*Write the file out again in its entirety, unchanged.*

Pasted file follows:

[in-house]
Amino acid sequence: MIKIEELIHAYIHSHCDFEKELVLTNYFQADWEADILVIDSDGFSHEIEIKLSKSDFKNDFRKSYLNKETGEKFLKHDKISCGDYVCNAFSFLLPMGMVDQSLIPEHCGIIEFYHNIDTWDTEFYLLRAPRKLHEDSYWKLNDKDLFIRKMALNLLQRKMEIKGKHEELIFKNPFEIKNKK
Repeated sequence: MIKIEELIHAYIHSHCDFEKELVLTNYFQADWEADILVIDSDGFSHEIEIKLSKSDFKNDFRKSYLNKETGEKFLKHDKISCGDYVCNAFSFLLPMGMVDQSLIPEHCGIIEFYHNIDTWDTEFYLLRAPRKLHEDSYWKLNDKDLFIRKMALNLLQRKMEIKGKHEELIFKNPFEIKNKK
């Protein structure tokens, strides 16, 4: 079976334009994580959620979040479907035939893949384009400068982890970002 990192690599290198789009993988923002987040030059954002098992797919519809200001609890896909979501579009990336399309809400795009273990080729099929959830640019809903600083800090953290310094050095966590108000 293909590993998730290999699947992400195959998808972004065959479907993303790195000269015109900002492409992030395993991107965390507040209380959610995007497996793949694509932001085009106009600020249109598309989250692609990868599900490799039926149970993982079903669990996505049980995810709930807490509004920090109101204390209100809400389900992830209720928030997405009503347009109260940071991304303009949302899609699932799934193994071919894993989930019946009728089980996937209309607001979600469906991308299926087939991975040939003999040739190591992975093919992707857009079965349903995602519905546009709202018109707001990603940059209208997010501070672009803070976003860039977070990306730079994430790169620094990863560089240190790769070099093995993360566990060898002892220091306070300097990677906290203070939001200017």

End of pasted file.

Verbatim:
[in-house]
Amino acid sequence: MIKIEELIHAYIHSHCDFEKELVLTNYFQADWEADILVIDSDGFSHEIEIKLSKSDFKNDFRKSYLNKETGEKFLKHDKISCGDYVCNAFSFLLPMGMVDQSLIPEHCGIIEFYHNIDTWDTEFYLLRAPRKLHEDSYWKLNDKDLFIRKMALNLLQRKMEIKGKHEELIFKNPFEIKNKK
Repeated sequence: MIKIEELIHAYIHSHCDFEKELVLTNYFQADWEADILVIDSDGFSHEIEIKLSKSDFKNDFRKSYLNKETGEKFLKHDKISCGDYVCNAFSFLLPMGMVDQSLIPEHCGIIEFYHNIDTWDTEFYLLRAPRKLHEDSYWKLNDKDLFIRKMALNLLQRKMEIKGKHEELIFKNPFEIKNKK
């Protein structure tokens, strides 16, 4: 079976334009994580959620979040479907035939893949384009400068982890970002 990192690599290198789009993988923002987040030059954002098992797919519809200001609890896909979501579009990336399309809400795009273990080729099929959830640019809903600083800090953290310094050095966590108000 293909590993998730290999699947992400195959998808972004065959479907993303790195000269015109900002492409992030395993991107965390507040209380959610995007497996793949694509932001085009106009600020249109598309989250692609990868599900490799039926149970993982079903669990996505049980995810709930807490509004920090109101204390209100809400389900992830209720928030997405009503347009109260940071991304303009949302899609699932799934193994071919894993989930019946009728089980996937209309607001979600469906991308299926087939991975040939003999040739190591992975093919992707857009079965349903995602519905546009709202018109707001990603940059209208997010501070672009803070976003860039977070990306730079994430790169620094990863560089240190790769070099093995993360566990060898002892220091306070300097990677906290203070939001200017």